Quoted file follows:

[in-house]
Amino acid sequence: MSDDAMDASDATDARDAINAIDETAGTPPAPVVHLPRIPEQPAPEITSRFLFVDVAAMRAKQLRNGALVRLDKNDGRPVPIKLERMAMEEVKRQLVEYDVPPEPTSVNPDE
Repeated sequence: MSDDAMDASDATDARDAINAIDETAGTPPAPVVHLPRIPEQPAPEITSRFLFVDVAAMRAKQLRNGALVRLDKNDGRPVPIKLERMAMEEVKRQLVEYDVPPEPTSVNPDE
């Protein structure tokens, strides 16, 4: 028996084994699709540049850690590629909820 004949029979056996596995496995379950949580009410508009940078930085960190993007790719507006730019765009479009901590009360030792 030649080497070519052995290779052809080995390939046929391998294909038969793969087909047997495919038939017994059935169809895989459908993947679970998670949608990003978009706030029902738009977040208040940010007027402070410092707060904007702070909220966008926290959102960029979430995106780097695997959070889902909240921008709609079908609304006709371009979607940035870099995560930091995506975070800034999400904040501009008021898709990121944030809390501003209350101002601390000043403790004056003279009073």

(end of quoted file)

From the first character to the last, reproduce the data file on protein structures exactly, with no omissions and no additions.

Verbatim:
[in-house]
Amino acid sequence: MSDDAMDASDATDARDAINAIDETAGTPPAPVVHLPRIPEQPAPEITSRFLFVDVAAMRAKQLRNGALVRLDKNDGRPVPIKLERMAMEEVKRQLVEYDVPPEPTSVNPDE
Repeated sequence: MSDDAMDASDATDARDAINAIDETAGTPPAPVVHLPRIPEQPAPEITSRFLFVDVAAMRAKQLRNGALVRLDKNDGRPVPIKLERMAMEEVKRQLVEYDVPPEPTSVNPDE
């Protein structure tokens, strides 16, 4: 028996084994699709540049850690590629909820 004949029979056996596995496995379950949580009410508009940078930085960190993007790719507006730019765009479009901590009360030792 030649080497070519052995290779052809080995390939046929391998294909038969793969087909047997495919038939017994059935169809895989459908993947679970998670949608990003978009706030029902738009977040208040940010007027402070410092707060904007702070909220966008926290959102960029979430995106780097695997959070889902909240921008709609079908609304006709371009979607940035870099995560930091995506975070800034999400904040501009008021898709990121944030809390501003209350101002601390000043403790004056003279009073």